As technological disruption is likely to continue for years to come, organisations may need to change almost constantly. The change may not break or delay and is likely to present with uncertainty and risk, including that of redundancy. Using the research findings discussed above, it is clear that more than one approach to change is likely to be required in this new age of disruption.

Leaders once may have been confident and competent at setting strategy, followed by a series of communications on reasons for change to staff, customers and investors. As technology and AI may emerge quickly and often, there may be flow on job losses and changes for staff on a regular basis. In the ensuing change staff may become stressed about their employment and may lose trust in their leadership. It is particularly important for leaders to maintain trust with their staff and stakeholders, as without trust they may be unwilling to listen, understand or accept change. In constant and unpredictable change staff may become unsettled as leaders may no longer appear to be in control of the organisation. Customers may similarly be disillusioned if it is apparent that leadership direction is constantly changing due to emerging new forms of technology. The past predictions of large-scale job losses with a single technology jump are no longer considered likely, rather technology is likely to emerge in waves of change, each arriving only as each new capability and function is mastered.

Leaders may be best advised to develop new relations with staff and stakeholders in this new age, where new and improved leadership skill may also be required. Leaders that make decisions in isolation and then seek to explain changes to staff later may find the whole process is too slow for the new age. For staff to engage and follow the leader they need to know that their ideas and suggestions are valuable and are listened to by their leadership, performing the engagement after fast technological decisions are made may be ineffective. To maintain trust in their leadership, staff need to understand decisions, make suggestions, rate options and have a chance to provide alternatives. Staff and customers may perceive that leaders do not care about the consequences of decisions if there is not adequate engagement before decisions are made. Whilst leaders may not be able to predict new technology functionality, they can explain the uncertainty and risks associated with technology and its inter-connectivity that enhances change speed.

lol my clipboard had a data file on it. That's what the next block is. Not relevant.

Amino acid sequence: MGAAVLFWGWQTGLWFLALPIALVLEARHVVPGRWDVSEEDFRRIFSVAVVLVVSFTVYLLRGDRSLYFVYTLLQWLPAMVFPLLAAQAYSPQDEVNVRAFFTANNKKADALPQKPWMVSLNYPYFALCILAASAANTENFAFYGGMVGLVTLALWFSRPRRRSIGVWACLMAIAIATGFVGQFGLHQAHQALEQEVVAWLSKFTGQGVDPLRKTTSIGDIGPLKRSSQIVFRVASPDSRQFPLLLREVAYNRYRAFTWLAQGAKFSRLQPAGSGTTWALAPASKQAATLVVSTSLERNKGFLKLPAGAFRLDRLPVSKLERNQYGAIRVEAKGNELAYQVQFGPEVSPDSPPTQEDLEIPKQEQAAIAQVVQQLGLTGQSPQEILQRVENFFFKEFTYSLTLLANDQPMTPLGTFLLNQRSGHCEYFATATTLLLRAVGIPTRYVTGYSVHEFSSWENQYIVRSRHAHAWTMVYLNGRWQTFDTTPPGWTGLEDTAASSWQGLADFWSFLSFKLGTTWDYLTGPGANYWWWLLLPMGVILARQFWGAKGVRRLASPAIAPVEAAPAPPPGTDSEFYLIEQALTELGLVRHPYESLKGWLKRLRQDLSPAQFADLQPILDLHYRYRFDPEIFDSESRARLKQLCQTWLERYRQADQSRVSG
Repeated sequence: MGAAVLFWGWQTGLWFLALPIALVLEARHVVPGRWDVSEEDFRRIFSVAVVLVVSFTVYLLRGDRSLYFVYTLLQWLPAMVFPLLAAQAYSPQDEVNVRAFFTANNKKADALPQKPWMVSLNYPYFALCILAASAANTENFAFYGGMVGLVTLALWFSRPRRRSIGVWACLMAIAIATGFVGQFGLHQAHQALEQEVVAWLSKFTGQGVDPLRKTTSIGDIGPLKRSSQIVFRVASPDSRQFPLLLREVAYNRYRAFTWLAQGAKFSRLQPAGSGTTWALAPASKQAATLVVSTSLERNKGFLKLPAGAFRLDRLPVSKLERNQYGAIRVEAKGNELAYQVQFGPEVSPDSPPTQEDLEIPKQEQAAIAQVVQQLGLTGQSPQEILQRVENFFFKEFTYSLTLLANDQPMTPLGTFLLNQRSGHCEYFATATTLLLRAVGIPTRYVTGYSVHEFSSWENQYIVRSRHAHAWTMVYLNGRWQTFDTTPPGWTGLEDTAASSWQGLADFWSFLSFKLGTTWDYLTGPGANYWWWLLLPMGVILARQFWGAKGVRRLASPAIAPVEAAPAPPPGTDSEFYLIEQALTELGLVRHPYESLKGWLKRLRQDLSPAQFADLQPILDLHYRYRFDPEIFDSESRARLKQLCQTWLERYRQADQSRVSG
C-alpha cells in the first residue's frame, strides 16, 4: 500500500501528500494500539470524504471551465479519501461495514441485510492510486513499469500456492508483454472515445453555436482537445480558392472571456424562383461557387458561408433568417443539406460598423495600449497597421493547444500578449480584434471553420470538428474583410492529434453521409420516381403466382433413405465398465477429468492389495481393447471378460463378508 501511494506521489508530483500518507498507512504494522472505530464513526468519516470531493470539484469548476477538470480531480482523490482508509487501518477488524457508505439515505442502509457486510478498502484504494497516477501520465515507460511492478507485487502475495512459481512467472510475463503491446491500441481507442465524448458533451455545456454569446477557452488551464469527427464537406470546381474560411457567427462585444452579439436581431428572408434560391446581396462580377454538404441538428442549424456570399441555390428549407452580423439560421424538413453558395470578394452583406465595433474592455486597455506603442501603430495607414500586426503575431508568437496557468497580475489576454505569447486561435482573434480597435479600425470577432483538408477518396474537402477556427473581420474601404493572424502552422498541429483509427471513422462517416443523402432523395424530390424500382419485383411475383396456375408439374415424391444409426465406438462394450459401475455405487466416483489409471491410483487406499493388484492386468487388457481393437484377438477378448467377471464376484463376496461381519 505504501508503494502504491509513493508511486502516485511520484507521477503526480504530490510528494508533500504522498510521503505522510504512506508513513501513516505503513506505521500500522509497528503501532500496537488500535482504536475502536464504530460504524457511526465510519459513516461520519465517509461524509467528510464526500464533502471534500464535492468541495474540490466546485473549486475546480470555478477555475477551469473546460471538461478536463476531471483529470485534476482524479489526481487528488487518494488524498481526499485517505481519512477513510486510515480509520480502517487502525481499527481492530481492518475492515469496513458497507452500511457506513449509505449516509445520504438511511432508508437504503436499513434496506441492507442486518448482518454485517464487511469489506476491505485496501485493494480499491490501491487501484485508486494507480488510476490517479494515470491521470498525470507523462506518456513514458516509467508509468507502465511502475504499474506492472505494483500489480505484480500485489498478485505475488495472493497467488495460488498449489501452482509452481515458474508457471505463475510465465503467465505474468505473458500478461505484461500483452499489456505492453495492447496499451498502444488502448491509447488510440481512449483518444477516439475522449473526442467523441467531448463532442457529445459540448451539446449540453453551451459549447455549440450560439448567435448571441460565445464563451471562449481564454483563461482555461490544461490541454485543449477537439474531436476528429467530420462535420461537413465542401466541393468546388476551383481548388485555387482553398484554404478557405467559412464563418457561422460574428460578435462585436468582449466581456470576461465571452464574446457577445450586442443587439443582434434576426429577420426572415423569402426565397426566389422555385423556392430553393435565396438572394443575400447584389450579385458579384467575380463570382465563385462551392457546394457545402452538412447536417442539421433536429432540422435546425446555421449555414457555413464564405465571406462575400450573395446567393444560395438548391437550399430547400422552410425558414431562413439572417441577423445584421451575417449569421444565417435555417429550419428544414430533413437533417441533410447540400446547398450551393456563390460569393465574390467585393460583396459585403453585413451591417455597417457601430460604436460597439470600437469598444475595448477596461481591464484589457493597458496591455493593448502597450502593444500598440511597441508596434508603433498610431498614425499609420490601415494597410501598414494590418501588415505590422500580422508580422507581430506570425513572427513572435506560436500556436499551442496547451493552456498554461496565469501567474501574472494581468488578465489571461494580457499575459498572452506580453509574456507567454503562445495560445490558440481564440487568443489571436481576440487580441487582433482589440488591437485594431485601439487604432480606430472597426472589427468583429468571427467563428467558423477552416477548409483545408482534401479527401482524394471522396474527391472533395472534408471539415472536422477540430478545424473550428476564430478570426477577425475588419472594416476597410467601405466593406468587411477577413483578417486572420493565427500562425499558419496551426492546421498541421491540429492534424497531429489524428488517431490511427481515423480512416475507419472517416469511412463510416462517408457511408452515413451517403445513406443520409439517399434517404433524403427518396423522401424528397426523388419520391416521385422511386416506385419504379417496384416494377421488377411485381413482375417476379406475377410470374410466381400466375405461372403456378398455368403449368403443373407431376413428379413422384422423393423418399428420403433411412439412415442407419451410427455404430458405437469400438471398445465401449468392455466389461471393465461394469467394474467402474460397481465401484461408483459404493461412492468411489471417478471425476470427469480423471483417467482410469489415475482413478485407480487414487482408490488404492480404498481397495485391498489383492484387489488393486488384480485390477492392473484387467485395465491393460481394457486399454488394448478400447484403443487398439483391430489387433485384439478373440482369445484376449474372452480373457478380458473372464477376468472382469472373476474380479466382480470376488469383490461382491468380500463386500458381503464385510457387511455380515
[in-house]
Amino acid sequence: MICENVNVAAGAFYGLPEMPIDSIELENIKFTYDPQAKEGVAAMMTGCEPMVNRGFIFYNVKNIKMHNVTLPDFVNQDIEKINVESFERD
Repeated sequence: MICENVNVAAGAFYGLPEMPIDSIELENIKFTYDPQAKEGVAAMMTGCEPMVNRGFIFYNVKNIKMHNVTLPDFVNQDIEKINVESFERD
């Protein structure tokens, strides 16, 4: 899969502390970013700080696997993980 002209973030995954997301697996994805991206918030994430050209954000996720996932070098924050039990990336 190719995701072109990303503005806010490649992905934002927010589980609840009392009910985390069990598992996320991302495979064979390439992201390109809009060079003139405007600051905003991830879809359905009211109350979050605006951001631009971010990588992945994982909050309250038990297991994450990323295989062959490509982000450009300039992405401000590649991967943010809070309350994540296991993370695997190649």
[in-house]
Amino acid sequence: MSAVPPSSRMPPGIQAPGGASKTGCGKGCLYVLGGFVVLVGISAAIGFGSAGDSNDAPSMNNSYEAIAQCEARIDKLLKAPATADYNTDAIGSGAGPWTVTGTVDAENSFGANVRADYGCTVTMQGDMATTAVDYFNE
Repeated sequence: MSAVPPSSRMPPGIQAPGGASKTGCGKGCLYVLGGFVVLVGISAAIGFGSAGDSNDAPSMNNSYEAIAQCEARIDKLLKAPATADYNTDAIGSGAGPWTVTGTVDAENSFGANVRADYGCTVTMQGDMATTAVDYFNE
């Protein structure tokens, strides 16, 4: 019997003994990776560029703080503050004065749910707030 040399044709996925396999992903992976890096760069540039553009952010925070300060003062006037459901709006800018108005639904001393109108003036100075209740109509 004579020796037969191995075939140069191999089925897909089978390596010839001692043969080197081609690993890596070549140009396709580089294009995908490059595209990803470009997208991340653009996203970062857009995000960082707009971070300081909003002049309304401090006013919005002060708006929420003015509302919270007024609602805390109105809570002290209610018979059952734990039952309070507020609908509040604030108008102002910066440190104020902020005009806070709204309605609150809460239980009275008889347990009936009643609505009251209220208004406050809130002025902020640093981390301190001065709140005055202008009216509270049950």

Closer staff and stakeholder relations will likely be required in an attempt to reduce time and effort in making swift change. Leaders wishing to achieve enhanced influence with closer relations may discover that they need new and enhanced skills in negotiation, communication, explanation and engagement in order maintain trust.


References

  • Donald, M. (2017). Resistance to change forms and effects in Greater Western Sydney: a multidimensional approach. (Doctor of Philosphy- Business), Western Sydney University, Sydney, Australia.

  • Donald, M. (2019). Leading and Managing Change in the Age of Disruption and Artificial Intelligence, United Kingdom: Emerald.